~ Nikos Kazantzakis, Zorba the Greek

“Free yourself from one passion to be dominated by another and nobler one. But is not that, too, a form of slavery? To sacrifice oneself to an idea, to a race, to God? Or does it mean that the higher the model the longer the tether of our slavery? Then we can enjoy ourselves and frolic in a more spacious arena and die without having come to the end of the tether. Is that, then, what we call liberty?

~ Nikos Kazantzakis, Zorba the Greek

“Is he good? Or is he bad? That’s the only thing I ask nowadays. And as I grow older – I’d swear this on the last crust I eat – I feel I shan’t even go on asking that! Whether a man’s good or bad, I’m sorry for him, for all of ’em. The sight of a man just rends my insides, even if I act as though I don’t care a damn! There he is, poor devil, I think he also eats and drinks and makes love and is frightened, whoever he is: he has his God and his devil just the same, and he’ll peg out and lie as stiff as a board beneath the ground and be food for worms, just the same. Poor devil. We’re all brothers! All worm-meat!”

~ Nikos Kazantzakis, Zorba the Greek

“I did not know. I was fully aware of what would be destroyed. I did not know what would be built out of the ruins. No one can know that with any degree of certainty, I thought. The old world is tangible, solid we live in it and are struggling with it every moment – it exists. The world of the future is not yet born, it is elusive, fluid, made of the light from which dreams are woven; it is a cloud buffeted by violent winds – love, hate, imagination, luck, God… The greatest prophet on earth can give men no more than a watchful word, and the vaguer the watch word the greater the prophet.”

~ Nikos Kazantzakis, Zorba the Greek

“Look, one day I had gone to a little village. An old grandfather of ninety was busy planting an almond tree. ‘What granddad!’ I exclaimed. ‘Planting an almond tree?’ And he, bent as he was, turned around and said, ‘My son, I carry on as if I should never die.’ I replied: ‘And I carry on as if I was going to die any minute.’ Which of us was right, boss?”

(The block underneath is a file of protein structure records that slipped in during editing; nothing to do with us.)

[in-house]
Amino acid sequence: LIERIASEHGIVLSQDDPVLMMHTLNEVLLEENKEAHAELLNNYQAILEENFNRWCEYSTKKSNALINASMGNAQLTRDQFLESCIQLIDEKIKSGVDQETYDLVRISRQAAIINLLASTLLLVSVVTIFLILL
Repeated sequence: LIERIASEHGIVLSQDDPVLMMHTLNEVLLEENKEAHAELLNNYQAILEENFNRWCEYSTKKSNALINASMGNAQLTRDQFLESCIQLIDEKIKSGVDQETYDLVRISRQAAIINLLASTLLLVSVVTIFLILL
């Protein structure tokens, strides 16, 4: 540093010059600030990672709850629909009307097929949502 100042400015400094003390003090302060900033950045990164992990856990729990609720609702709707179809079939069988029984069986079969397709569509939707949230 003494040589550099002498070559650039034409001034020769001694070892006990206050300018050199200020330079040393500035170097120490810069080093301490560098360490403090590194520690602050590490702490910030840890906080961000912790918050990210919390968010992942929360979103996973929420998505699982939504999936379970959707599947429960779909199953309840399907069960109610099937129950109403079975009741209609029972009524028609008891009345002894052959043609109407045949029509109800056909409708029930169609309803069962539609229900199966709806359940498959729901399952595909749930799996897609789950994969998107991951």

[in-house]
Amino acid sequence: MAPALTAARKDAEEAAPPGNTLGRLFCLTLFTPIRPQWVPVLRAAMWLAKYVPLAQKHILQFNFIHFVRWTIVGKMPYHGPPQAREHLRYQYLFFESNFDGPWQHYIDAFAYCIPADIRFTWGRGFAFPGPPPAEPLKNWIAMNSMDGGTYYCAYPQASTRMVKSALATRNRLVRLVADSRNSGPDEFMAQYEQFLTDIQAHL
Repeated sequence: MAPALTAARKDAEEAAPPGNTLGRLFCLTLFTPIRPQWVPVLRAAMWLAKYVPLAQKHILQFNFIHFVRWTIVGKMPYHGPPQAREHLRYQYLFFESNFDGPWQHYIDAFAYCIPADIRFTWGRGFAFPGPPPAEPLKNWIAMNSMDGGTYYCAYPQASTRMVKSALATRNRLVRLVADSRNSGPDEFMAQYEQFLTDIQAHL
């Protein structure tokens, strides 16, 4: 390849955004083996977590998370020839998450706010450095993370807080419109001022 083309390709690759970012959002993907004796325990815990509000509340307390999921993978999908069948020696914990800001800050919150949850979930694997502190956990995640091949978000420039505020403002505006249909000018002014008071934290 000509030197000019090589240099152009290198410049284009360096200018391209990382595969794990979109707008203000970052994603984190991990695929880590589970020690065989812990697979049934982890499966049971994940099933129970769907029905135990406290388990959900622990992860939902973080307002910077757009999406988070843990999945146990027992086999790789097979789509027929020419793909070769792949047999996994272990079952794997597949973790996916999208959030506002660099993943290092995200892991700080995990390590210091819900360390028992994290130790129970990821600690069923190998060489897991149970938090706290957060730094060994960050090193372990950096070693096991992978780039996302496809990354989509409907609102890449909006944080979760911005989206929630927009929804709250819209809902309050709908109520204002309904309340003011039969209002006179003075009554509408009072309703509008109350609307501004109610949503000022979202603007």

~ Nikos Kazantzakis, Zorba the Greek

“Keep your distance boss! Don’t make men too bold, don’t go telling them we’re equal, we’ve got the same rights, or they’ll go straight and trample on your rights; they’ll steal your bread and leave you to die of hunger. Keep your distance, boss, by all the good things I wish you!”

~ Nikos Kazantzakis, Zorba the Greek

“Woman is a fresh spring. You lean over her, you see your reflection and you drink, you drink until your bones crack. Then there’s another who comes and he drinks. Then a third… A fresh spring, that’s what she is and she’s a woman, too.”

~ Nikos Kazantzakis, Zorba the Greek

“I think, Zorba – but I may be wrong – that there are three kinds of men: those who make it their aim, as they say, to live their lives, eat, drink, make love, grow rich, and famous; then come those who make it their aim not to live their own lives but to concern themselves with the lives of all men – they feel that all men are one and they try to enlighten them, to love them as much as they can and do good to them; finally, there are those who aim at living the life of the entire universe – everything, men, animals, trees, stars, we are all one, we are all one substance involved in the same terrible struggle. What struggle?… Turning matter into spirit.”

~ Nikos Kazantzakis, Zorba the Greek